In 2021 (rumored to be January), Google is releasing a new search algorithm – The Page Experience algorithm. With new ranking factors like Web Core Vitals worked into the mix, this algorithm will be incorporating signals that speak to the user’s experience on their mobile device. As more information is learned of the new algorithm, one thing is clear: site owners must pay attention to how well users can navigate and interact with their site. Slow load time is a biggie, but also a seamless path from page to page and how easily it is to view the content.
What is it
Cumulative Layout Shift refers to the sudden and unexpected shifting on a mobile webpage, causing enormous user frustration. At least for me, the shift seems to happen at the very moment my finger touches the screen, often sending me to a different page (and higher blood pressure) altogether.
most common reasons and the solutions
Think of all the different areas of your blog article template. You have the content, some images, an e-mail subscribe button, buy buttons, an ad or two, social buttons, maybe a video and a content recirculation widget. They load and re-load at different times and depending the sizes and the layout, this might cause the page to shift.
Google gives us five most common reasons the shift.
1. Images without dimensions
The best practice here is to make sure your videos and images have a specified height and width tag attribute defined in the code. This is how it was originally done by developers but with the later introduction of responsive images came the use of CSS to resize images to fit a variety of screen sizes. The main problem with the image height and width setting at the time was that even if the image itself didn’t match those dimensions, the image would be forced into that space. In modern day, a lot of the image resizing is done through the browser as long as there are dimensions in the image tag.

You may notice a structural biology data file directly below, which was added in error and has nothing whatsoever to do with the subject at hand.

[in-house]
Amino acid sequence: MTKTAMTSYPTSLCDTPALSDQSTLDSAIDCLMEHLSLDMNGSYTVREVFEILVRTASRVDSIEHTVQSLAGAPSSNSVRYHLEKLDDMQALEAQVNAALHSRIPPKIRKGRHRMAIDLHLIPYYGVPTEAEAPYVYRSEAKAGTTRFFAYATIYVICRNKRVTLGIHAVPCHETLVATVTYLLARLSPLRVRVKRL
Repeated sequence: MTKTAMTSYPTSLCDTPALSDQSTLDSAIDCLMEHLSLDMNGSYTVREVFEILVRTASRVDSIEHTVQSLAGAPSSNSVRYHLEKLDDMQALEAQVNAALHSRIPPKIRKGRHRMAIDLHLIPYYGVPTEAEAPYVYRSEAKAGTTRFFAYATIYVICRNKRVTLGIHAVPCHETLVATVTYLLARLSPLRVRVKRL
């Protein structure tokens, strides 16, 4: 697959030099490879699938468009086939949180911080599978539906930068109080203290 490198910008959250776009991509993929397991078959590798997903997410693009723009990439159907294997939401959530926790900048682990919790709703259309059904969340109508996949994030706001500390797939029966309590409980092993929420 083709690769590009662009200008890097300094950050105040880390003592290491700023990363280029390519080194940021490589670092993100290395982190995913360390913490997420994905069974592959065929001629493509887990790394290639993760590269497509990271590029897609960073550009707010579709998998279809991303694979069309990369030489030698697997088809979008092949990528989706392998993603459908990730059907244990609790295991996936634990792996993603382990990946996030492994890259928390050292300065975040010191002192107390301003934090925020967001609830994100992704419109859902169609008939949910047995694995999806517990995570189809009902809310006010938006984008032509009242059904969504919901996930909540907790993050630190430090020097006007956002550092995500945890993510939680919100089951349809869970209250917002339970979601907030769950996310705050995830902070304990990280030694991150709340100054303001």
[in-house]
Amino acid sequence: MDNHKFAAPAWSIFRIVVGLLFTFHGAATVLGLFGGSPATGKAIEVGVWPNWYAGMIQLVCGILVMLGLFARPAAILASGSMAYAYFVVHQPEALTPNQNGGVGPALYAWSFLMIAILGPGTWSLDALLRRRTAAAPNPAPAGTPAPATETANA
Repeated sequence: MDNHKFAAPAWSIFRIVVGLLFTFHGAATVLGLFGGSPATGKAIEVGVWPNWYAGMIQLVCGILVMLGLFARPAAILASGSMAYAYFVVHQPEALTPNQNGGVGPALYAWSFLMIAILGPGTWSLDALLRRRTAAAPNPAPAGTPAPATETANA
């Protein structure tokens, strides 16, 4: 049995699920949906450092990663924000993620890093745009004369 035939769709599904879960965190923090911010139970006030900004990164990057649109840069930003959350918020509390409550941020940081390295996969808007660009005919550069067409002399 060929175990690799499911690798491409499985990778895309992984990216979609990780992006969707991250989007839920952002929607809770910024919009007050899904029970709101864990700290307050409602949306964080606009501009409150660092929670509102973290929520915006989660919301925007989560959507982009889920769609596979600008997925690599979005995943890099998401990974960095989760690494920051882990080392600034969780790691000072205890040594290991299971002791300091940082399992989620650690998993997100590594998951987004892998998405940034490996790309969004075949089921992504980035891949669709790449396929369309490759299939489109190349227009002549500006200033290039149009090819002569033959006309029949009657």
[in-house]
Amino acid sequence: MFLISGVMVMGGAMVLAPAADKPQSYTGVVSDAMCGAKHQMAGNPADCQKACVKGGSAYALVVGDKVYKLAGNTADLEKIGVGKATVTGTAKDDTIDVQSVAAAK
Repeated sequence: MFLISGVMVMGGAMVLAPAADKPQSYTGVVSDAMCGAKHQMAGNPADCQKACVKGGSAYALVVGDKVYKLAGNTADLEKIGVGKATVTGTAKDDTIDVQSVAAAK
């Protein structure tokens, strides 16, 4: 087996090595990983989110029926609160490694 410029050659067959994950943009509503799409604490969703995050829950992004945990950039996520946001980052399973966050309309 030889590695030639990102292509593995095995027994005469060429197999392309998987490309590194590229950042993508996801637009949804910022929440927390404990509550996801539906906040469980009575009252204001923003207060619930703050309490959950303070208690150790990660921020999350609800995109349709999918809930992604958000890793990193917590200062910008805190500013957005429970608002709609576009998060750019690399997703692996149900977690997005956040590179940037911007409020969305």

Solution: make sure you images have a defined height and width.
Publishers and ad networks often support dynamic ad sizes. This means that one ad unit might hold two different ad sizes. When the ad refreshes and the size of the unit is different than the one prior, this can cause a shift on the page.
Solution: Google says sites can lesson these layout shifts by:
Statically reserve space for the ad slot.
Take care when placing non-sticky ads near the top of the viewport.
Avoid collapsing the reserved space if there is no ad returned when the ad slot is visible by showing a placeholder.
Eliminate shifts by reserving the largest possible size for the ad slot.
Choose the most likely size for the ad slot based on historical data.
More information on that can be found here.
3. Dynamically injected content
This is almost impossible to avoid if you’re loading anything other than content onto your pages. When certain elements stack on top of each other, like GDPR, cookie consent forms or newsletter banners, this can cause the page to shift.
Solution: One way for bloggers to manage this is to lazy load as much as possible.
What is a good cls score
Google gives the green light to anything .1 or below. If your CLS is between a .1 and a .25, that’s moderate and anything above a .25 is considered to be a poor experience.
It’s important to remember that ads aren’t the only reason for a high CLS but it is one of the most common. With the ads, it’s common for the creative to refresh after a set amount of seconds. This can also lead to shifting if there are multiple ad sizes that can fit in the same slot dimension on the page. For our SHE Media Partners, we have a CLS solution coming that will reduce the shifting to within the .1 range.
Knowing that this is one of the metrics that will become a Google ranking factor in 2021 means it’s time to focus on it now.